For the curious, William the Wopol is written in Love 2D, using a custom engine and editor that by now has proven to be very robust.
You know how adventure games went from being the most popular kind to becoming a minor niche? Much has been written about the why and how of it, and whether it was deserved or not. But nothing compares to discovering for yourself the trade-offs involved in making adventure games versus any other kind.
See, working on a text adventure so soon after an arcade game made me notice a simple fact that should have been obvious in retrospect: the ratio of effort spent to entertainment provided is terrible for the former. So bad, in fact, that I can understand any game developer (whether professional or hobbyst) who decides it’s simply not worth it.
It’s only natural for a gamer to dream of making their own games. The good news is, the means for doing that are available to just about anyone nowadays. The bad news is, many people shy away at the thought of having to learn programming. And while that fear is completely unfounded, getting help as a beginner is of course useful.
In part one of this article, I mentioned a number of game-making tools that make game programming much, much easier than starting from scratch. This time I’m going to look at the kind that seeks to eliminate programming altogether, at least for the most part.
Making your own games is exhilarating, and surprisingly accessible considering all the work involved. But it’s still non-trivial; computer games are software, so beginners will struggle with learning enough programming, and they’re complex, so experts will struggle with juggling all the details.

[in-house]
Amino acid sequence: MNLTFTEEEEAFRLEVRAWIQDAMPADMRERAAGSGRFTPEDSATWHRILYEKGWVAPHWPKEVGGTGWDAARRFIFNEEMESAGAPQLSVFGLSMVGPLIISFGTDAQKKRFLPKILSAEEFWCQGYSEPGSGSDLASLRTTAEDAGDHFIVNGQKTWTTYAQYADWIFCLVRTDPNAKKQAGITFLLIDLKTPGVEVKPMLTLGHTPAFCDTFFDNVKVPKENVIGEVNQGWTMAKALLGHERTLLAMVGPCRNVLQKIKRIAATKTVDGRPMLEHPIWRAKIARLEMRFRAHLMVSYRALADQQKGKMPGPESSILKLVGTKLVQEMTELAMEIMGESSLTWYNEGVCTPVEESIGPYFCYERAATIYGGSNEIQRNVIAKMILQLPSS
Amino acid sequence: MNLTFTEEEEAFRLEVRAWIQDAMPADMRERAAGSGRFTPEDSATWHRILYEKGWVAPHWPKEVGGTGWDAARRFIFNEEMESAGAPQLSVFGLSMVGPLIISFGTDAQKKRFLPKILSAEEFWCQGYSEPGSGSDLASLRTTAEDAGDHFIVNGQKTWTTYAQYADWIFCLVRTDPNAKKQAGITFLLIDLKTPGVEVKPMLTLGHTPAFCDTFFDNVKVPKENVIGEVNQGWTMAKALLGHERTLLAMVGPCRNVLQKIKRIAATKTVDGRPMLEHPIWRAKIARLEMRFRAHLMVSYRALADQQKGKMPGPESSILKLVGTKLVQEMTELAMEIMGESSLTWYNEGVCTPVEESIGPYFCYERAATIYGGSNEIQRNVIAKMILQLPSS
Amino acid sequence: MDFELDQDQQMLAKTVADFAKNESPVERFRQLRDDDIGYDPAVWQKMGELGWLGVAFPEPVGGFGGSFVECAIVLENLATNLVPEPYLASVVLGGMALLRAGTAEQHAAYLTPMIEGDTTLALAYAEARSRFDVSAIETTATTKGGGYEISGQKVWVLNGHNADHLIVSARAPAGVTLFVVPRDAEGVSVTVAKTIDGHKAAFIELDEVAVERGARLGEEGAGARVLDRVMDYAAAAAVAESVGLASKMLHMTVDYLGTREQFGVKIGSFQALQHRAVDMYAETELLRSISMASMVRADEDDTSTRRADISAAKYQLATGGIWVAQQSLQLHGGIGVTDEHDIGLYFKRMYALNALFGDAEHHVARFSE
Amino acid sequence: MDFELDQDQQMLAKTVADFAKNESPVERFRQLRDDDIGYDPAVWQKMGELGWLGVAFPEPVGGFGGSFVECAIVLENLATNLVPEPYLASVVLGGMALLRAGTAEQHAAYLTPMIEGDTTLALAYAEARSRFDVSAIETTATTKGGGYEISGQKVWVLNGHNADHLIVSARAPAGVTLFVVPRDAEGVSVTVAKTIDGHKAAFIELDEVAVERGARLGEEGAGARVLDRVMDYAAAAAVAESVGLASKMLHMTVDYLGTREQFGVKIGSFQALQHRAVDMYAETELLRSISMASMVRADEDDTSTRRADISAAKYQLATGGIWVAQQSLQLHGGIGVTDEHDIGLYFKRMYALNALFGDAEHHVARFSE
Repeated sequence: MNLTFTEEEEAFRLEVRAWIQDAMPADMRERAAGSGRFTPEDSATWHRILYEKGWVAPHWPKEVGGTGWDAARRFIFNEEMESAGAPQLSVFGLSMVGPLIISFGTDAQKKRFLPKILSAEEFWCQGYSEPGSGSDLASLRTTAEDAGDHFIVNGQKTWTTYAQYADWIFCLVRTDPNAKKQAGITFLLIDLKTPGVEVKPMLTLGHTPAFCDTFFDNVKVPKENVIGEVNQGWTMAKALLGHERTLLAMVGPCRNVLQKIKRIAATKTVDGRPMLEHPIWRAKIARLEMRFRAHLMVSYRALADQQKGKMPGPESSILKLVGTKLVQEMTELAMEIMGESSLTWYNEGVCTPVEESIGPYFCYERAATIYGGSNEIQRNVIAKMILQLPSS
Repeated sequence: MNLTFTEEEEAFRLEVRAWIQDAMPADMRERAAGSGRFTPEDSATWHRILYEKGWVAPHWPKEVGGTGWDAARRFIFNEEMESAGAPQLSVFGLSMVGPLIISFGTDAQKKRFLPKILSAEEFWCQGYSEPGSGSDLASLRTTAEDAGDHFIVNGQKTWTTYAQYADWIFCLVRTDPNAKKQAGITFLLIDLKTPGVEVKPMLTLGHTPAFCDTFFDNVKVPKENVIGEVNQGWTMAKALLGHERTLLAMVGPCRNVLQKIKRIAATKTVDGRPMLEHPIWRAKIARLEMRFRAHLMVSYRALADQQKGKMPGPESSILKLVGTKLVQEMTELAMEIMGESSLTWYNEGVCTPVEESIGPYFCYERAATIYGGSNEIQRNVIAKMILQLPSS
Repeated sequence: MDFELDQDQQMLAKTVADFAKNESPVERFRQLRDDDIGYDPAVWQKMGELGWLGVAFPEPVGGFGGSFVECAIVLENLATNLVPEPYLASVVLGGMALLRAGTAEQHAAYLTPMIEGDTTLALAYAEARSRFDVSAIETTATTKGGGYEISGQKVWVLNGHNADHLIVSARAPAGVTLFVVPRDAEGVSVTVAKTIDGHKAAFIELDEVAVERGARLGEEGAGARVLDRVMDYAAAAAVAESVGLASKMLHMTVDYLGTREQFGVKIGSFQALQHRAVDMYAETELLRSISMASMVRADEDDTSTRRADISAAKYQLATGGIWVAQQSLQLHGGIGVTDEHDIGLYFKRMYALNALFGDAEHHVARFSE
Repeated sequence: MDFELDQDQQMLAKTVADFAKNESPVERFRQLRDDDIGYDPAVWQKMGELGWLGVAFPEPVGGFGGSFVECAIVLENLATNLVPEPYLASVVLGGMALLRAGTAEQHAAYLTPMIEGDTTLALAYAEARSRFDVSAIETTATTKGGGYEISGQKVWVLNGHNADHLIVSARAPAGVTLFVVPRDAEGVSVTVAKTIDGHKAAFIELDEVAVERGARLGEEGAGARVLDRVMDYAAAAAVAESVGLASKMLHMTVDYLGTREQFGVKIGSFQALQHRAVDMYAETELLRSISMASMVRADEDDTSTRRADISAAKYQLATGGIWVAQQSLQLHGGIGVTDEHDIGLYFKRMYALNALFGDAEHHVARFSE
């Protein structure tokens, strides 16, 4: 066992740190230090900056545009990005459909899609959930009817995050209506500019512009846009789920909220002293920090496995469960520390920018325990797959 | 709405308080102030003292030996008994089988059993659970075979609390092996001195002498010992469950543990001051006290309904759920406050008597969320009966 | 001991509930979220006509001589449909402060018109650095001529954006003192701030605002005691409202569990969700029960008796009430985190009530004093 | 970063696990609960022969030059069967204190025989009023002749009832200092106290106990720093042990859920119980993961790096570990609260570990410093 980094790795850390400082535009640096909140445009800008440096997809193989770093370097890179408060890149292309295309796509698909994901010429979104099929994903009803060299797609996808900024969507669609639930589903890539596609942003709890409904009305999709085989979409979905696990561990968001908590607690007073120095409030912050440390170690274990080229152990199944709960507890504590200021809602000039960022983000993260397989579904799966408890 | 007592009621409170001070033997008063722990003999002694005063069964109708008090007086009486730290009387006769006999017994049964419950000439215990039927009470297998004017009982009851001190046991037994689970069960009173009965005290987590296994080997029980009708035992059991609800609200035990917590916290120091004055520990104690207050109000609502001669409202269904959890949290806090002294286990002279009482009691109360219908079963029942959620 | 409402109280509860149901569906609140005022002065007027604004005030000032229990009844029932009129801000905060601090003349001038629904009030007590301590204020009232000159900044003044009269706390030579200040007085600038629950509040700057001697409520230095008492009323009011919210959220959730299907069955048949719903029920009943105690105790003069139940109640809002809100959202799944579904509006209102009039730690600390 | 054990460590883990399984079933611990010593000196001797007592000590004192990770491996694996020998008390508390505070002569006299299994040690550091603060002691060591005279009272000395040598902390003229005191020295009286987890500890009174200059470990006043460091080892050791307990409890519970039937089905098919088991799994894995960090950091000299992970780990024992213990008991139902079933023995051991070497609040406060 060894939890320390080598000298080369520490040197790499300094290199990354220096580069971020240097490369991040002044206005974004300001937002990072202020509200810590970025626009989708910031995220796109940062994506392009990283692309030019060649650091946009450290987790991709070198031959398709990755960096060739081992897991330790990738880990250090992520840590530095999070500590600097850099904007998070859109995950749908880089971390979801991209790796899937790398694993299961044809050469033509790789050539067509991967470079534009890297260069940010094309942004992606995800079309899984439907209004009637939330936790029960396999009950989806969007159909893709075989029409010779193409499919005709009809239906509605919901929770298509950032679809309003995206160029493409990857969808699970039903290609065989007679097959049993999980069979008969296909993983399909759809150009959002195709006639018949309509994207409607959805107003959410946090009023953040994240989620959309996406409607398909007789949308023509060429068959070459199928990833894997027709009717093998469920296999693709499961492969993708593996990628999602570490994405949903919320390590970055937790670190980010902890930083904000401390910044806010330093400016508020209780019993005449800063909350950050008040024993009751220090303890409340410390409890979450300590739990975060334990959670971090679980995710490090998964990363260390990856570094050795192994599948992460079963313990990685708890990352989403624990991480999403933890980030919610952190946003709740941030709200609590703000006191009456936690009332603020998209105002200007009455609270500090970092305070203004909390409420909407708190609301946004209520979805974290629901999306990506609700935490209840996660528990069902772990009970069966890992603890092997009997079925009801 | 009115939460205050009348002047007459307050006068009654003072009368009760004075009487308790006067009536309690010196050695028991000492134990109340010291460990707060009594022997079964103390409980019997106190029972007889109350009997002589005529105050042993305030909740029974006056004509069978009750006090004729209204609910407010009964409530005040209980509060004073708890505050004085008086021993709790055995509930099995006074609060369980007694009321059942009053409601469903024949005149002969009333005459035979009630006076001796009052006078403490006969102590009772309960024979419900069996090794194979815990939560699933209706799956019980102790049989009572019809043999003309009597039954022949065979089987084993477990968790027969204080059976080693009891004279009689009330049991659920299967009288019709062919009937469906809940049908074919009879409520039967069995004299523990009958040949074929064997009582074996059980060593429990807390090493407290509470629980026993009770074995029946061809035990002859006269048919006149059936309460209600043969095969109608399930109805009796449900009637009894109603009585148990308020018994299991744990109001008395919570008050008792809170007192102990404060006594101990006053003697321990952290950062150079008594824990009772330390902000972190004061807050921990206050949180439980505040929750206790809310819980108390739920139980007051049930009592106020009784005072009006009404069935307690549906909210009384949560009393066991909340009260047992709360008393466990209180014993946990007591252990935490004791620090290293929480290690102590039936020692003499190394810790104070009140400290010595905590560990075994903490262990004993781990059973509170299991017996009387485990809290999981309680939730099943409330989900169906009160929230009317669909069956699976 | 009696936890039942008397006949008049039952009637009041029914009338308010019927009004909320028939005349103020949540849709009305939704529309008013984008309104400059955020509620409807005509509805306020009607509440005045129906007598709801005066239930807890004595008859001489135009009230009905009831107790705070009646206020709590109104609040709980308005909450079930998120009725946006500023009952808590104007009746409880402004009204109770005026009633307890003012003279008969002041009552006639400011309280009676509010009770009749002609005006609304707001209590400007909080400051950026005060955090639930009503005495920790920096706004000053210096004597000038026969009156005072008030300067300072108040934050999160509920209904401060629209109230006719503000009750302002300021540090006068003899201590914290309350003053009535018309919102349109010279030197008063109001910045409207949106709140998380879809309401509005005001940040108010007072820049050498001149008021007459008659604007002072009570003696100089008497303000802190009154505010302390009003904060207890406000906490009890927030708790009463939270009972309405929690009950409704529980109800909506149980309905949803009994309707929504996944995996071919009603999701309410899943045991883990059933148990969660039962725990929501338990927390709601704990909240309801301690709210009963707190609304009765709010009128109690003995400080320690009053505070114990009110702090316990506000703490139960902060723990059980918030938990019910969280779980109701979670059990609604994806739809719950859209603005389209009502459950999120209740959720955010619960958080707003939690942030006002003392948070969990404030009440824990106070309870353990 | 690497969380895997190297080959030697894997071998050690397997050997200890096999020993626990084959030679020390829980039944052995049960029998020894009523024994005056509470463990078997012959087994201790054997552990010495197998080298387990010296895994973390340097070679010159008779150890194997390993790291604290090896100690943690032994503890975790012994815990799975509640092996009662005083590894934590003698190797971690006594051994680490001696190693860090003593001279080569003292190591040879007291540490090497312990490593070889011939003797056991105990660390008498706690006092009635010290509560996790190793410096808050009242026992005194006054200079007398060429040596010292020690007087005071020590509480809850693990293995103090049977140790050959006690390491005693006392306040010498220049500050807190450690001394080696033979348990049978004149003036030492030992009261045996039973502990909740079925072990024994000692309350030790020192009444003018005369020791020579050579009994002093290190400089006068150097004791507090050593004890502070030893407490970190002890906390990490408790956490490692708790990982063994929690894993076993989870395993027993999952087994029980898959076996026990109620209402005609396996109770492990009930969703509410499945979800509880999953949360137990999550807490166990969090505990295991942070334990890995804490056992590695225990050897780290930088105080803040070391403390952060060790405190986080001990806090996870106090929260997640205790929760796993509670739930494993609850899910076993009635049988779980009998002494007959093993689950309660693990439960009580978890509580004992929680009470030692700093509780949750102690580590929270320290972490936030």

This is why people have developed various pieces of software to ease game creation, ranging from the very general, that just help with the basic framework of a game, to modding tools that only allow making more content for a specific game (although the line is easily blurred, seeing how the Starcraft 2 SDK has been used to make everything from a falling blocks game, through shooters and racing games, and all the way to a full-blown MMORPG).
In the following paragraphs, I will focus on tools that cover the middle ground between those extremes.
Back when videogames were still new, there was no such thing as game genres; the very concept of a videogame was still taking shape. But we humans love putting labels on things, and once certain types of game mechanics proved popular, it wasn’t long before the market settled on a few easily identifiable genres which it exploited. Sure, new kinds of games continued to appear all along the 1980es and 1990es, but they were all promptly milked to death by an increasingly risk-averse gaming industry.
Luckily, nowadays the situation has been reversed again. Not only are indie game developers churning out an impressive array of innovative titles, but even established genres are going right back into the blender. RPGs are borrowing from shooters (Fallout 3, Mass Efect). Shooters are borrowing from strategy games (Team Fortress 2, Tremulous). And strategy games have had RPG elements since at least Heroes of Might and Magic 3 (for a modern example, see Battle for Wesnoth).
But even in the intervening years there were games that dared to break the mold and combine two existing kinds of gameplay into a coherent whole, or even do something entirely unique.